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Sotomayor Stands Alone

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“Personal experiences affect the facts that judges choose to see. My hope is that I will take the good from my experiences and extrapolate them further into areas with which I am unfamiliar. I simply do not know exactly what that difference will be in my judging. But I accept there will be some based on my gender and my Latina heritage.” — Judge Sonia Sotomayor, October 26, 2001 speech at the University of California–Berkley.

Really? So now judges are supposed to ignore facts because they don’t comport with their heritage? As a Hispanic, I can proudly say Judge Sotomayor’s views do not represent my views or those of the Hispanic community in which I participate. Do you want to know what we believe in? We believe in justice, fairness, freedom, and equality. I have never met a Latino who thinks he is wiser than a white person because he is a Latino. Sotomayor stands alone on that one.

Although I proudly join her in celebrating her heritage, I strongly disagree with her judicial philosophy. I believe judges must look away from personal heritage and look to the rule of law. Judge Sotomayor’s own words indicate that she is incapable of doing this. Therefore, senators should not confirm her to the Supreme Court.

The idea that personal experience instead of facts and law should determine the outcome of cases runs counter to the underlying premise upon which our judicial system is founded: Equal Justice Under the Law. President Obama and Judge Sotomayor have apparently proposed a new system: Justice According to Race, Gender or Sexual Preference. They propose we rip the blindfold from Lady Justice, destroying the very foundation of the ideals we strive for.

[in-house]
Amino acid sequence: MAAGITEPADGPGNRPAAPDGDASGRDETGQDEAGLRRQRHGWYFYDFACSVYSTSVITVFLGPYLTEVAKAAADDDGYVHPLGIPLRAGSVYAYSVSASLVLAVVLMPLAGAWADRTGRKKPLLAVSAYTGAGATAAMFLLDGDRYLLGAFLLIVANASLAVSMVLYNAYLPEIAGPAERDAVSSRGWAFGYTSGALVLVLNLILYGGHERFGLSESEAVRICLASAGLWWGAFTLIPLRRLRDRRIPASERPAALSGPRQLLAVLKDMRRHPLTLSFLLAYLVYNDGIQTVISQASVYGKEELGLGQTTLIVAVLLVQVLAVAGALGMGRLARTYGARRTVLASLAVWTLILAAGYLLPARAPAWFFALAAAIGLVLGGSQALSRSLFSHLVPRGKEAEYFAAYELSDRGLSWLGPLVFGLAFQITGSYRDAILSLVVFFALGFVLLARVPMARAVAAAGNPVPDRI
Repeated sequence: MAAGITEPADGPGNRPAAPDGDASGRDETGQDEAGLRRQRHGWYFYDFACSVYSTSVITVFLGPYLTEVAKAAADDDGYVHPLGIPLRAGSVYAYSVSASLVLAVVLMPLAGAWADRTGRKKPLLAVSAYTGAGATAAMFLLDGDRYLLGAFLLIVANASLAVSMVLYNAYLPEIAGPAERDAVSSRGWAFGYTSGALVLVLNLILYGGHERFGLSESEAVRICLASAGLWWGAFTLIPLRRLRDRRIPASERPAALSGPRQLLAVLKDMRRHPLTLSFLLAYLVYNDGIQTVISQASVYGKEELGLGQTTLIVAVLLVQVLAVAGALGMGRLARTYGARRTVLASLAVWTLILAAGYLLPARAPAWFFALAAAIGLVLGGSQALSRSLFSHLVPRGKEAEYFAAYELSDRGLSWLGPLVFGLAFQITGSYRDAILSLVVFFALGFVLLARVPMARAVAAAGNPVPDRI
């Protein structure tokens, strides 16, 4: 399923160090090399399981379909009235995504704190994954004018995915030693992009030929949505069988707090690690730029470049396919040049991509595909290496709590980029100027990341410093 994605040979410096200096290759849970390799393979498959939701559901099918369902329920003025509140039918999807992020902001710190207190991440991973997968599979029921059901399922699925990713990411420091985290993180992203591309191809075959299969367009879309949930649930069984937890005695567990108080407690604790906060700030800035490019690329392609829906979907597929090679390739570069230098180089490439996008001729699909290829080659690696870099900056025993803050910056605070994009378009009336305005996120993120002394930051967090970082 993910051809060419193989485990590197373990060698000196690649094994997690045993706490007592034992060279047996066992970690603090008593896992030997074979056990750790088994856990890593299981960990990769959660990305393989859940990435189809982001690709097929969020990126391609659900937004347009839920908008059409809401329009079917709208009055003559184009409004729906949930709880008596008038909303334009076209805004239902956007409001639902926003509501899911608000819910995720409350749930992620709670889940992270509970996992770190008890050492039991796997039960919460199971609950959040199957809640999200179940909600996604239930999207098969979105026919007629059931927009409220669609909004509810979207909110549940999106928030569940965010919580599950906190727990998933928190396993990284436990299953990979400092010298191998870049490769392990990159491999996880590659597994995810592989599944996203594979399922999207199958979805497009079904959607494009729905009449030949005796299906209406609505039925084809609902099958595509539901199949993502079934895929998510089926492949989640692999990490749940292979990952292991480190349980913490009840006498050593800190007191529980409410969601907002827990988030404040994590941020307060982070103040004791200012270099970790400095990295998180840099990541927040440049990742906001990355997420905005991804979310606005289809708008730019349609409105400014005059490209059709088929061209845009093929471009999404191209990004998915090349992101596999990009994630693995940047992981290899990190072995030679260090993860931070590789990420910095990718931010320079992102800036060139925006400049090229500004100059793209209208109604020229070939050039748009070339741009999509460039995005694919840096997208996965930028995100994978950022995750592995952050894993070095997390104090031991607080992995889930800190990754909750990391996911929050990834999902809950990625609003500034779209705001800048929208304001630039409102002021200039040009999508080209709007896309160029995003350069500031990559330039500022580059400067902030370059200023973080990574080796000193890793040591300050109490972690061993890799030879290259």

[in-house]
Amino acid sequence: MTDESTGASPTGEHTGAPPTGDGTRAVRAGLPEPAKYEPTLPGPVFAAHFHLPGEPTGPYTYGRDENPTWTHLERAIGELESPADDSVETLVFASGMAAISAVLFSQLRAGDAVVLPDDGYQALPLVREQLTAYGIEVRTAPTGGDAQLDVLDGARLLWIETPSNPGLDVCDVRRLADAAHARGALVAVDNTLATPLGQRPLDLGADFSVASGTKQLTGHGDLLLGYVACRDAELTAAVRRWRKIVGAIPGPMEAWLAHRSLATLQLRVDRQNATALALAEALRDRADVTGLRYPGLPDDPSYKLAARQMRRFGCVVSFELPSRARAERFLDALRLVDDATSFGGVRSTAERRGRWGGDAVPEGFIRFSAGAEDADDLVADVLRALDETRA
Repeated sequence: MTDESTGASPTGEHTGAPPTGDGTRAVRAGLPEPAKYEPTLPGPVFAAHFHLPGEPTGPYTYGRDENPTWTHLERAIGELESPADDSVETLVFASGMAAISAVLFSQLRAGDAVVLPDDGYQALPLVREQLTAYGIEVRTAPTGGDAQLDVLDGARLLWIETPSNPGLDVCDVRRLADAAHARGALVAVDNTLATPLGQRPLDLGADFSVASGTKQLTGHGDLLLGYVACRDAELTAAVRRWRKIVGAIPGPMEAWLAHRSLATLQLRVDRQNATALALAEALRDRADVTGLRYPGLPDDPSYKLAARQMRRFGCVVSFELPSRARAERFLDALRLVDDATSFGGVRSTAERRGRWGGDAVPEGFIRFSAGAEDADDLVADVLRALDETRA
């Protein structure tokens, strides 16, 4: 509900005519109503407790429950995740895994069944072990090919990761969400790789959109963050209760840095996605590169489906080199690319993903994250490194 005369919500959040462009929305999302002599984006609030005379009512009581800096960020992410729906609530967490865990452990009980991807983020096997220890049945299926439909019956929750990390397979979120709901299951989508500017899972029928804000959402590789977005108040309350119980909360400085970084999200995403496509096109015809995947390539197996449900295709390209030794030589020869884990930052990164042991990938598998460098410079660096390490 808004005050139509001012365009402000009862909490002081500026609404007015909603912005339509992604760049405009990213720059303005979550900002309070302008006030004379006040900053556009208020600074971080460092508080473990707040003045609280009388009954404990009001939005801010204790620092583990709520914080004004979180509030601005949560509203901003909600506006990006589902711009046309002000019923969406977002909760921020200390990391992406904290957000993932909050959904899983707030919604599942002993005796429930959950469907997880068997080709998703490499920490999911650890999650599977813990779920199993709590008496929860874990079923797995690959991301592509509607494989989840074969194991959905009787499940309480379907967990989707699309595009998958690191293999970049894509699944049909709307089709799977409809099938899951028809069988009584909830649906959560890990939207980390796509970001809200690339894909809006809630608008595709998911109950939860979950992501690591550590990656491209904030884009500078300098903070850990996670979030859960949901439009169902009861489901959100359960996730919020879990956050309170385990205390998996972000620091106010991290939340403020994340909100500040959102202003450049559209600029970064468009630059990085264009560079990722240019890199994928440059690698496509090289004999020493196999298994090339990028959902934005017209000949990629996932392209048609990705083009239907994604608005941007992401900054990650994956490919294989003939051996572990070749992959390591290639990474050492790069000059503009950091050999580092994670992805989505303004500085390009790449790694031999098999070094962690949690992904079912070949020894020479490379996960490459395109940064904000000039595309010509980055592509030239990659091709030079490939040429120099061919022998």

One need look no further than the Ricci and Maloney opinions to understand why everyone, including Latinos, should be concerned about Judge Sotomayor’s judicial philosophy.

Sotomayor’s opinion in Ricci is just the latest example of her judicial philosophy in which she chooses to ignore facts to advance a cause in which she believes. Apparently discrimination against certain kinds of people is okay with Sotomayor, no matter what the law says. Reversing her decision, the very Supreme Court to which she aspires was clear in its disagreement with such a stance, stating, “[t]he City made its employment decision because of race. [It] rejected the test results solely because the higher scoring candidates were white. … [A]fter the tests were completed, the raw racial results became the predominant rationale for the City’s refusal to certify the results.”

In Maloney, Judge Sotomayor ruled that “[i]t is settled law … the Second Amendment applies only to limitations the federal government seeks to impose on this right.” She based her ruling on a case that dated back to 1886, before the Supreme Court ruled that the Bill of Rights applies to the states. In Judge Sotomayor’s view, every amendment in the Bill of Rights, except the Second Amendment, represents a fundamental right. Why? Because she says so.

Ironically, while Judge Sotomayor believes that gun ownership is not a fundamental right, she believes that the right to have an abortion is fundamental.

No matter your heritage, Americans should be concerned about a judge who believes that the “court of appeals is where policy is made.” The bench is not the place to create, make, or advance personal preferences on public policy and impose them on the American people.

An activist ruling by the Supreme Court comes with dire consequences. In examining Judge Sotomayor’s record, senators must look past her Latina heritage and directly at her judicial philosophy. A Justice of the Supreme Court, regardless of his or her heritage, must be able to uphold Constitutional principles for all people, not just the ones that look like me.

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